My Weblog: kutahya web tasarim umraniye elektrikci uskudar elektrikci umraniye elektrikci istanbul elektrikci satis egitimi cekmekoy elektrikci uskudar kornis montaj umraniye kornis montaj atasehir elektrikci beykoz elektrikci

The United Nations Development Program (UNDP) Administrator Helen Clark and the Global Environment Facility (GEF) Chief Executive Officer Naoko Ishii underlined the crucial role gene banks play in food security in Africa after a visit to the Ethiopian Institute of Biodiversity which houses Africa’s largest gene bank.
The gene bank is a storage house where biological material is collected, stored, catalogued and made available for redistribution. The bank has been contributing to food security by maintaining a diverse gene pool in the form of crop varieties and by distributing seeds to communities that are highly affected by climate change, droughts and chronic food shortages.
“Biodiversity is important to improve sustainability and to cope with climate change through increasing resilience of the agricultural system,” said Gemedo Dalle, Director General of the Ethiopian Biodiversity Institute. The gene bank currently preserves over 77,000 varieties of indigenous biological materials. According to the institute’s director general, another gene bank that was built at a cost of 25 million birr in Fitche town in the Oromia Regional State is ready to go operational by next year. The project was fully funded by the Ethiopian government.
“Biodiversity conservation is part of the solution for climate change. There is a high need to maintain and restore degraded ecosystems, establish a network of terrestrial, fresh water and protected marine areas that could help to endure the problems of climate change, and mitigating and adapting to that change,” Gemedo said.
Helen Clark said that the gene bank is an on-going sustainable endeavor to conserve the biodiversity of Ethiopia’s seed stock.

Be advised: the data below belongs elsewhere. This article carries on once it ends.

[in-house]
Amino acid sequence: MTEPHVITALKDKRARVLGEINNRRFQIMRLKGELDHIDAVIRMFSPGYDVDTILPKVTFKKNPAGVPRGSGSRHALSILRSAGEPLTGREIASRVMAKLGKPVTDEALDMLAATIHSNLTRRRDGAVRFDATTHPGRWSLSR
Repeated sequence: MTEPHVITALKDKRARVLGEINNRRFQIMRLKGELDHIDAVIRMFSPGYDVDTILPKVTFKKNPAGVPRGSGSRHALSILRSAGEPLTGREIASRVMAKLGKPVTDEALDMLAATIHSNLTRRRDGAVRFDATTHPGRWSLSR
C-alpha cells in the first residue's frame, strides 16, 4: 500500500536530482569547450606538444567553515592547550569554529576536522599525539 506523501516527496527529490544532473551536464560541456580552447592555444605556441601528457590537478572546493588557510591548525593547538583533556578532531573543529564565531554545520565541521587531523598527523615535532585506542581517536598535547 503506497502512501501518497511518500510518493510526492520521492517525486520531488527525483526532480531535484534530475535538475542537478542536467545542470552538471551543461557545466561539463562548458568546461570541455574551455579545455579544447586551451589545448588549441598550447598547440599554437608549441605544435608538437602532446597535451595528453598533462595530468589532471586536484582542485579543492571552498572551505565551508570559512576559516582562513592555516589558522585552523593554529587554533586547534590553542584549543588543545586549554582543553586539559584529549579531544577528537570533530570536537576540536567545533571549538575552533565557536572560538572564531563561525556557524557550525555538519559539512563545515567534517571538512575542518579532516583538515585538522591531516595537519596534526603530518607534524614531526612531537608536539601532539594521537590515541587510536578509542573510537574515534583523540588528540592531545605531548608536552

“The services from the gene bank at the Biodiversity Institute are incredibly important in keeping this rich heritage of genetic variety of seeds of Ethiopia. This is not an endeavor that can go on only in the scientific community in the capital city. The engagement with the framers has been absolutely critical and if the farmers understand the benefits of this kind of work and what it can do for them in order to continue to adapt to the changing environment around them, then they can enrich their lives,” Clark noted.
GEF Chief Executive Officer Naoko Ishii also stated that the state of the agricultural sector in Africa is a key issue that has been discussed at the 3rd Finance for Development Conference and will be discussed in upcoming conferences in New York and Paris. 
“Here at the Finance for Development Conference, we are discussing on how to support the development goals, and similarly, there will be a series of meetings in New York in September as well as the climate conference in December in Paris. In these global policy discussions, food security in Africa is a very important topic that we need to address,” Ishii said.
She also stated that Africa’s agriculture sector is facing a huge challenge; productivity is the lowest in the world but yet it is feeding a fast-growing population and this issue needs to be addressed.
Ethiopia is one of the two biodiversity hotspots of global significance: The Eastern Afromontane and the Horn of Africa. This means the country will play a vital role in the future of food security on the continent through the revival and conservation of traditional, indigenous seeds in the face of drought and climate change, among other challenges.